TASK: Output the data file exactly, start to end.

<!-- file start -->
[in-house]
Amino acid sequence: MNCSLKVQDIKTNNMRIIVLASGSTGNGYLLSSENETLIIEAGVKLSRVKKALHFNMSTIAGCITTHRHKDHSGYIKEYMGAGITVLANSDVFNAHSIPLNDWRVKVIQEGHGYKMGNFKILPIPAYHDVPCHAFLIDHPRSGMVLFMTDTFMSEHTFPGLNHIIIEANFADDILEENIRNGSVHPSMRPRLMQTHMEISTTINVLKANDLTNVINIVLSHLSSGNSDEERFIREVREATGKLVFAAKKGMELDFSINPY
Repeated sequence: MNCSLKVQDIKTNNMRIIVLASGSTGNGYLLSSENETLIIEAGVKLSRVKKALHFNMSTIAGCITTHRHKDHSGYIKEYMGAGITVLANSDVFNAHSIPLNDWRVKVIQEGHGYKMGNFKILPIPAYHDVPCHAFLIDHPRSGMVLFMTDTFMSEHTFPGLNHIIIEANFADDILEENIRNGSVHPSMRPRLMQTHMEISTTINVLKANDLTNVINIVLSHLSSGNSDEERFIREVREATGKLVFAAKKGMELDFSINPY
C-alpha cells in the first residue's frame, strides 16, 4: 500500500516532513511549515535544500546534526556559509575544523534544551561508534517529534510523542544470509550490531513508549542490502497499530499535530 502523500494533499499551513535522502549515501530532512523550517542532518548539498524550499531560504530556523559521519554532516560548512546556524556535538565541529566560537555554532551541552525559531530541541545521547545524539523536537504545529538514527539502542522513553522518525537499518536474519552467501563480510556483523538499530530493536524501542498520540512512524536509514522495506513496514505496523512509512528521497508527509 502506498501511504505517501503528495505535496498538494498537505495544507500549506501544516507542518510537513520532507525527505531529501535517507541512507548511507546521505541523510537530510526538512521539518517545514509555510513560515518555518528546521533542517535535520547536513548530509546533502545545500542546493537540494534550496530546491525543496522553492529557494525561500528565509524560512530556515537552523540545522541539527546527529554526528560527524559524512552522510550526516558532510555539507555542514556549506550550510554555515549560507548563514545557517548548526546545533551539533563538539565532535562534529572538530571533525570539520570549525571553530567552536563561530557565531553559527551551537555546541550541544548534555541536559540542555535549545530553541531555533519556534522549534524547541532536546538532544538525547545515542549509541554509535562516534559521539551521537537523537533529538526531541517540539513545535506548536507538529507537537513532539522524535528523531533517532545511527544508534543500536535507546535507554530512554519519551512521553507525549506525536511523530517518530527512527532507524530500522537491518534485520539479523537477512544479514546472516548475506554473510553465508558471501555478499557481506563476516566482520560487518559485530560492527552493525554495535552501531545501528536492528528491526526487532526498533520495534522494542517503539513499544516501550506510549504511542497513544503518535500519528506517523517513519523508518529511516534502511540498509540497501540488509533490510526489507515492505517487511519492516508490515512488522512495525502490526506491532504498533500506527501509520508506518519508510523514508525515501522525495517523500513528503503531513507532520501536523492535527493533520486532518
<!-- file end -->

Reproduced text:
[in-house]
Amino acid sequence: MNCSLKVQDIKTNNMRIIVLASGSTGNGYLLSSENETLIIEAGVKLSRVKKALHFNMSTIAGCITTHRHKDHSGYIKEYMGAGITVLANSDVFNAHSIPLNDWRVKVIQEGHGYKMGNFKILPIPAYHDVPCHAFLIDHPRSGMVLFMTDTFMSEHTFPGLNHIIIEANFADDILEENIRNGSVHPSMRPRLMQTHMEISTTINVLKANDLTNVINIVLSHLSSGNSDEERFIREVREATGKLVFAAKKGMELDFSINPY
Repeated sequence: MNCSLKVQDIKTNNMRIIVLASGSTGNGYLLSSENETLIIEAGVKLSRVKKALHFNMSTIAGCITTHRHKDHSGYIKEYMGAGITVLANSDVFNAHSIPLNDWRVKVIQEGHGYKMGNFKILPIPAYHDVPCHAFLIDHPRSGMVLFMTDTFMSEHTFPGLNHIIIEANFADDILEENIRNGSVHPSMRPRLMQTHMEISTTINVLKANDLTNVINIVLSHLSSGNSDEERFIREVREATGKLVFAAKKGMELDFSINPY
C-alpha cells in the first residue's frame, strides 16, 4: 500500500516532513511549515535544500546534526556559509575544523534544551561508534517529534510523542544470509550490531513508549542490502497499530499535530 502523500494533499499551513535522502549515501530532512523550517542532518548539498524550499531560504530556523559521519554532516560548512546556524556535538565541529566560537555554532551541552525559531530541541545521547545524539523536537504545529538514527539502542522513553522518525537499518536474519552467501563480510556483523538499530530493536524501542498520540512512524536509514522495506513496514505496523512509512528521497508527509 502506498501511504505517501503528495505535496498538494498537505495544507500549506501544516507542518510537513520532507525527505531529501535517507541512507548511507546521505541523510537530510526538512521539518517545514509555510513560515518555518528546521533542517535535520547536513548530509546533502545545500542546493537540494534550496530546491525543496522553492529557494525561500528565509524560512530556515537552523540545522541539527546527529554526528560527524559524512552522510550526516558532510555539507555542514556549506550550510554555515549560507548563514545557517548548526546545533551539533563538539565532535562534529572538530571533525570539520570549525571553530567552536563561530557565531553559527551551537555546541550541544548534555541536559540542555535549545530553541531555533519556534522549534524547541532536546538532544538525547545515542549509541554509535562516534559521539551521537537523537533529538526531541517540539513545535506548536507538529507537537513532539522524535528523531533517532545511527544508534543500536535507546535507554530512554519519551512521553507525549506525536511523530517518530527512527532507524530500522537491518534485520539479523537477512544479514546472516548475506554473510553465508558471501555478499557481506563476516566482520560487518559485530560492527552493525554495535552501531545501528536492528528491526526487532526498533520495534522494542517503539513499544516501550506510549504511542497513544503518535500519528506517523517513519523508518529511516534502511540498509540497501540488509533490510526489507515492505517487511519492516508490515512488522512495525502490526506491532504498533500506527501509520508506518519508510523514508525515501522525495517523500513528503503531513507532520501536523492535527493533520486532518